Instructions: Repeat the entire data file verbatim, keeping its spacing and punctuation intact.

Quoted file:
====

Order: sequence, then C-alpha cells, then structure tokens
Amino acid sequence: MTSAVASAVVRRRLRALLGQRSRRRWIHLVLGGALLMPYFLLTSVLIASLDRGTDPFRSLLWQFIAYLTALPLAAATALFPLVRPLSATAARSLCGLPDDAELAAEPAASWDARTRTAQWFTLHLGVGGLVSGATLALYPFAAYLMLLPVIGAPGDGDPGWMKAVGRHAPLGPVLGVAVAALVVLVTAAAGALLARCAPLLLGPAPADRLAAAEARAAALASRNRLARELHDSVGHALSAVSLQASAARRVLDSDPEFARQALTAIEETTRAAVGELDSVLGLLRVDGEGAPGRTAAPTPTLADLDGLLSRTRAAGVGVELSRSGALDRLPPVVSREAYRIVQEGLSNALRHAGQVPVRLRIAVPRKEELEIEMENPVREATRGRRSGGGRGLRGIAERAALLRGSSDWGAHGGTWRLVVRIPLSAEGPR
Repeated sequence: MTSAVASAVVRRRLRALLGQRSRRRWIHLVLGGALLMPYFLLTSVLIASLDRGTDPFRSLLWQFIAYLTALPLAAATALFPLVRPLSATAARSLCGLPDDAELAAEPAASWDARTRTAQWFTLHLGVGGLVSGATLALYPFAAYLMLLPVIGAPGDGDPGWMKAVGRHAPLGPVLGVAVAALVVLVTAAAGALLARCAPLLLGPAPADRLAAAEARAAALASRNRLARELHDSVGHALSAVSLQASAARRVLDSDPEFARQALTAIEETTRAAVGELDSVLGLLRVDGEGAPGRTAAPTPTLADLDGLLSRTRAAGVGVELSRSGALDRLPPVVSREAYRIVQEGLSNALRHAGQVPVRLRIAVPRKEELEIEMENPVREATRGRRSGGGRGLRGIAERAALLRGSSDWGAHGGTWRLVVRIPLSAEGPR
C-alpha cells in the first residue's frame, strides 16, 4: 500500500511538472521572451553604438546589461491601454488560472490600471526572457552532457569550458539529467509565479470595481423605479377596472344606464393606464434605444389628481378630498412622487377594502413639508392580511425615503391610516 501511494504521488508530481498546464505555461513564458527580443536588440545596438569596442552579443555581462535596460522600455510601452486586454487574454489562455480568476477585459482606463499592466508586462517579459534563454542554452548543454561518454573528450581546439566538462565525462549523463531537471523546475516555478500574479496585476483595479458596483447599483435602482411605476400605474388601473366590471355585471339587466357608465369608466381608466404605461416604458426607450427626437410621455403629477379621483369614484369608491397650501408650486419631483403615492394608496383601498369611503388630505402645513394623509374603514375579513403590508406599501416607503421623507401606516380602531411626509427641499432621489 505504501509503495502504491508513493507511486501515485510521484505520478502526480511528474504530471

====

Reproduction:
Order: sequence, then C-alpha cells, then structure tokens
Amino acid sequence: MTSAVASAVVRRRLRALLGQRSRRRWIHLVLGGALLMPYFLLTSVLIASLDRGTDPFRSLLWQFIAYLTALPLAAATALFPLVRPLSATAARSLCGLPDDAELAAEPAASWDARTRTAQWFTLHLGVGGLVSGATLALYPFAAYLMLLPVIGAPGDGDPGWMKAVGRHAPLGPVLGVAVAALVVLVTAAAGALLARCAPLLLGPAPADRLAAAEARAAALASRNRLARELHDSVGHALSAVSLQASAARRVLDSDPEFARQALTAIEETTRAAVGELDSVLGLLRVDGEGAPGRTAAPTPTLADLDGLLSRTRAAGVGVELSRSGALDRLPPVVSREAYRIVQEGLSNALRHAGQVPVRLRIAVPRKEELEIEMENPVREATRGRRSGGGRGLRGIAERAALLRGSSDWGAHGGTWRLVVRIPLSAEGPR
Repeated sequence: MTSAVASAVVRRRLRALLGQRSRRRWIHLVLGGALLMPYFLLTSVLIASLDRGTDPFRSLLWQFIAYLTALPLAAATALFPLVRPLSATAARSLCGLPDDAELAAEPAASWDARTRTAQWFTLHLGVGGLVSGATLALYPFAAYLMLLPVIGAPGDGDPGWMKAVGRHAPLGPVLGVAVAALVVLVTAAAGALLARCAPLLLGPAPADRLAAAEARAAALASRNRLARELHDSVGHALSAVSLQASAARRVLDSDPEFARQALTAIEETTRAAVGELDSVLGLLRVDGEGAPGRTAAPTPTLADLDGLLSRTRAAGVGVELSRSGALDRLPPVVSREAYRIVQEGLSNALRHAGQVPVRLRIAVPRKEELEIEMENPVREATRGRRSGGGRGLRGIAERAALLRGSSDWGAHGGTWRLVVRIPLSAEGPR
C-alpha cells in the first residue's frame, strides 16, 4: 500500500511538472521572451553604438546589461491601454488560472490600471526572457552532457569550458539529467509565479470595481423605479377596472344606464393606464434605444389628481378630498412622487377594502413639508392580511425615503391610516 501511494504521488508530481498546464505555461513564458527580443536588440545596438569596442552579443555581462535596460522600455510601452486586454487574454489562455480568476477585459482606463499592466508586462517579459534563454542554452548543454561518454573528450581546439566538462565525462549523463531537471523546475516555478500574479496585476483595479458596483447599483435602482411605476400605474388601473366590471355585471339587466357608465369608466381608466404605461416604458426607450427626437410621455403629477379621483369614484369608491397650501408650486419631483403615492394608496383601498369611503388630505402645513394623509374603514375579513403590508406599501416607503421623507401606516380602531411626509427641499432621489 505504501509503495502504491508513493507511486501515485510521484505520478502526480511528474504530471